North West Mounted Police (NWMP) - Personnel Records, 1873-1904

Search this database for names of North-West Mounted Police (NWMP) who served and were discharged between 1873 and 1904. Some members of the Dominion Police who also served with the NWMP are included.

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Search the database

  • Go to Collection Search and click on Advanced search
  • In All these words, enter a last name with or without a first name
  • In Database, select North-West Mounted Police (NWMP)—Personnel Records, 1873–1904
  • Try various spellings of the name or use the * wild card character (for example, Alex* for Alexander, Alexandre)
  • Optional: Enter a regimental number, if you know it
  • Click the Search button

About the records

The files were digitized from the microfiche in Record Group 18, series G:

  • RG18-G, volumes 10037 to 10047
  • RG18-G, 1997-98/386, box 33

The files range from a few pages to over 100 pages, depending on length of service and other factors.

The quantity and type of documents in the files vary. Most contain completed forms that are described below. Understanding the complex history of regimental numbers and the numbering system will also help you.

Regimental numbers

For officers

In the early years, officers were not assigned a number. In 1900, regimental numbers were assigned and included those who had served before. Files usually include more records than the files of those in the lower ranks (such as details about careers and family members). Officers included medical doctors and veterinarians.

For other ranks

Recruits were assigned a regimental number at the time of engagement:

  • The first contingent to arrive at Lower Fort Garry in the fall of 1873 were assigned numbers beginning with "1"
  • The numbering later included letters that signified a specific troop or division
    • For example, members of “A” Troop at Fort Edmonton were assigned numbers ending with an "A" (such as 345A)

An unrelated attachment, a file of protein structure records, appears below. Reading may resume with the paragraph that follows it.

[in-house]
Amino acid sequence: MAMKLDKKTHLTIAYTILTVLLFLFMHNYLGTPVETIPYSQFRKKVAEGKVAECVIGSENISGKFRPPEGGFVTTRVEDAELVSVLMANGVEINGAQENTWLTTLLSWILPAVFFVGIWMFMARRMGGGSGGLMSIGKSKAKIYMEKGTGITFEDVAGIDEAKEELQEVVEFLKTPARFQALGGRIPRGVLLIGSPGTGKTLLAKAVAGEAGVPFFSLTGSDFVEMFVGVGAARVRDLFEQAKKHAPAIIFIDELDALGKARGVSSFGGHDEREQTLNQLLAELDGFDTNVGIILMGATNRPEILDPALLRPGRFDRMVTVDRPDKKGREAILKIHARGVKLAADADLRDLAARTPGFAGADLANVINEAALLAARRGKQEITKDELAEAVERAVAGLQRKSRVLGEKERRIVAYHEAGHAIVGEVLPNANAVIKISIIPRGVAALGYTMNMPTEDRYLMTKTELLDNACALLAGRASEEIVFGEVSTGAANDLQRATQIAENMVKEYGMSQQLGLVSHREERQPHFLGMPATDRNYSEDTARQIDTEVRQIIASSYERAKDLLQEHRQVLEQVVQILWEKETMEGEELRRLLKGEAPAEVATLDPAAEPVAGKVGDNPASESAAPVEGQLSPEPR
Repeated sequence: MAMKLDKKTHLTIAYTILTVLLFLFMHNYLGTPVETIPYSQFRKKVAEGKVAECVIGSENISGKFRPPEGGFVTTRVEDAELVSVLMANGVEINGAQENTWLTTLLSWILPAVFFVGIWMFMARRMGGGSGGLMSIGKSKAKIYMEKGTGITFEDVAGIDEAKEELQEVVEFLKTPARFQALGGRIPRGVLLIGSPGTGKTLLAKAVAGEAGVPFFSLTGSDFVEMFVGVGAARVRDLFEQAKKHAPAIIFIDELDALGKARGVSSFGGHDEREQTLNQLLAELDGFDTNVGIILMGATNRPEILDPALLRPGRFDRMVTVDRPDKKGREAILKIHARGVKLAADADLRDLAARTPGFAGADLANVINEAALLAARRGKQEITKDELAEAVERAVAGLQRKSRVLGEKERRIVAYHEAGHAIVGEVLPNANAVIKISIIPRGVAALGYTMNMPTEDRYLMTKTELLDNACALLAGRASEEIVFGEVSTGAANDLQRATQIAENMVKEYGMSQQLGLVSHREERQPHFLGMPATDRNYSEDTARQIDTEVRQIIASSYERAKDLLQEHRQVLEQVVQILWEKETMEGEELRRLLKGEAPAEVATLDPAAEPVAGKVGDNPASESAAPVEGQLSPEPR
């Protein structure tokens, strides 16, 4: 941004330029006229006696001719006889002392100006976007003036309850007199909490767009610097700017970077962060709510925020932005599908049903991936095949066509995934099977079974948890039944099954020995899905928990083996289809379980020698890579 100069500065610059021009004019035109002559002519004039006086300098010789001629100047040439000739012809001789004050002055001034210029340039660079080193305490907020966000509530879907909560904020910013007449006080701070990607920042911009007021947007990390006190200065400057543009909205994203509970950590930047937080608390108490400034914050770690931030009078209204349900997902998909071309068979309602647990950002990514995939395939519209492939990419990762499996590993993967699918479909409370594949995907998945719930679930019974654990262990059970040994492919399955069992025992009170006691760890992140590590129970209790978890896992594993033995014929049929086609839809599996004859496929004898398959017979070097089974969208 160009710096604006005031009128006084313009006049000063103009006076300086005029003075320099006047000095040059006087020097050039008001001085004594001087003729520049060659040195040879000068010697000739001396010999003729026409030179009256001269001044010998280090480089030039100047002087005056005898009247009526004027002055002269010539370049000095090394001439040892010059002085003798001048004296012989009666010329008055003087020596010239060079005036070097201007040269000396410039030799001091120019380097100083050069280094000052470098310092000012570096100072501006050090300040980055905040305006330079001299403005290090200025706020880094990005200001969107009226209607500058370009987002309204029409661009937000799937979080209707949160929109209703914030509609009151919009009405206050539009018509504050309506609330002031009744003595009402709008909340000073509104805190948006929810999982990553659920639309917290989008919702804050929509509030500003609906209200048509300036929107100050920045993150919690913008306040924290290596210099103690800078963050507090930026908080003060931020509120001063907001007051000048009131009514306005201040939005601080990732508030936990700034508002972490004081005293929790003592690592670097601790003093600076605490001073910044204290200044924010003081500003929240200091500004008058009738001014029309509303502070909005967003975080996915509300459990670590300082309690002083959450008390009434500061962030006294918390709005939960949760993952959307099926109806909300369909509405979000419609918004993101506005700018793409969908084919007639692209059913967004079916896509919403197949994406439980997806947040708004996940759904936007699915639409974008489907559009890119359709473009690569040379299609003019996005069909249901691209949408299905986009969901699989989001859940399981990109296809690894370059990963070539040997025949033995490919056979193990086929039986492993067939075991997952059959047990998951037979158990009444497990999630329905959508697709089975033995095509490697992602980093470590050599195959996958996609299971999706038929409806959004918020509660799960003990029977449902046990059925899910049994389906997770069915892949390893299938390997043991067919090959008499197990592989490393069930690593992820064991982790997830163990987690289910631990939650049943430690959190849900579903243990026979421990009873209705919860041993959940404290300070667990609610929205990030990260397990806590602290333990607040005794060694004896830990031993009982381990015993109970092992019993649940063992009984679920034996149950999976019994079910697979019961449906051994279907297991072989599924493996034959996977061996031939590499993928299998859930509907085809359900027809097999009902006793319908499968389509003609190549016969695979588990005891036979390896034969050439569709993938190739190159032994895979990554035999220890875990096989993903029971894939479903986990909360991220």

There were problems with duplicate numbers being assigned, because of these issues:

  • Personnel records were not kept in one central location
  • In the early years, members leaving the service found a replacement who received the number of the original member (so one number may refer to several people)
  • In the late 1870s, some recruits were issued numbers formerly assigned to men who had left the service

To solve the numbering problem, in 1878 all serving members were re-numbered starting at "1." These numbers are still used today by the RCMP and now exceed 50,000.

Members who left the NWMP before 1878 were not included in the new numbering system. These numbers are often referred to as "Old Series" or "OS" numbers. Only some of these files were preserved.


The following forms are usually found in the files. If a member re-engaged for another term of service, all of the forms were completed again.

  • Application for Engagement (Form 72)
  • Medical Examination (Form 65)
  • NWMP Description Summary (Form 59)
    • this wide, horizontal form is usually split into two images
  • Discharge Board Report (Form 54)
  • Discharge Certificate (Form 84a)

The forms contain details such as:

  • physical description, age, former occupation, former residence, religion
  • name, address and relationship of next-of-kin
  • previous NWMP or military service
  • postings, promotions, conduct, reason for discharge
  • divisions, but not detachments (see Discharge Board forms)

Other information

The files often contain:

  • letters from the member asking for promotions, leave or discharge
  • correspondence about the member, especially about disciplinary matters
  • newspaper clippings, such as obituaries from local newspapers or the RCMP Quarterly

Some files may contain documents from after an individual’s discharge date. For example, in 1933, the federal government gave $300 to surviving NWMP members who took part in the 1885 Resistance. Dozens of men completed and submitted forms, which are now in their service files.

About the North-West Mounted Police

The North-West Mounted Police (NWMP) formed in 1873 to bring Canadian authority to the North-West Territories (now Alberta and Saskatchewan). Its authority grew to include the Yukon in 1895, the Arctic coast in 1903, and northern Manitoba in 1912.

In 1904, the name changed to the Royal North-West Mounted Police (RNWMP). In 1920, the RNWMP and the Dominion Police became the Royal Canadian Mounted Police (RCMP).

This database contains the 4,483 surviving personnel files for:

  • NWMP members who served and were discharged between 1873 and 1904
  • some members of the Dominion Police who also served with the NWMP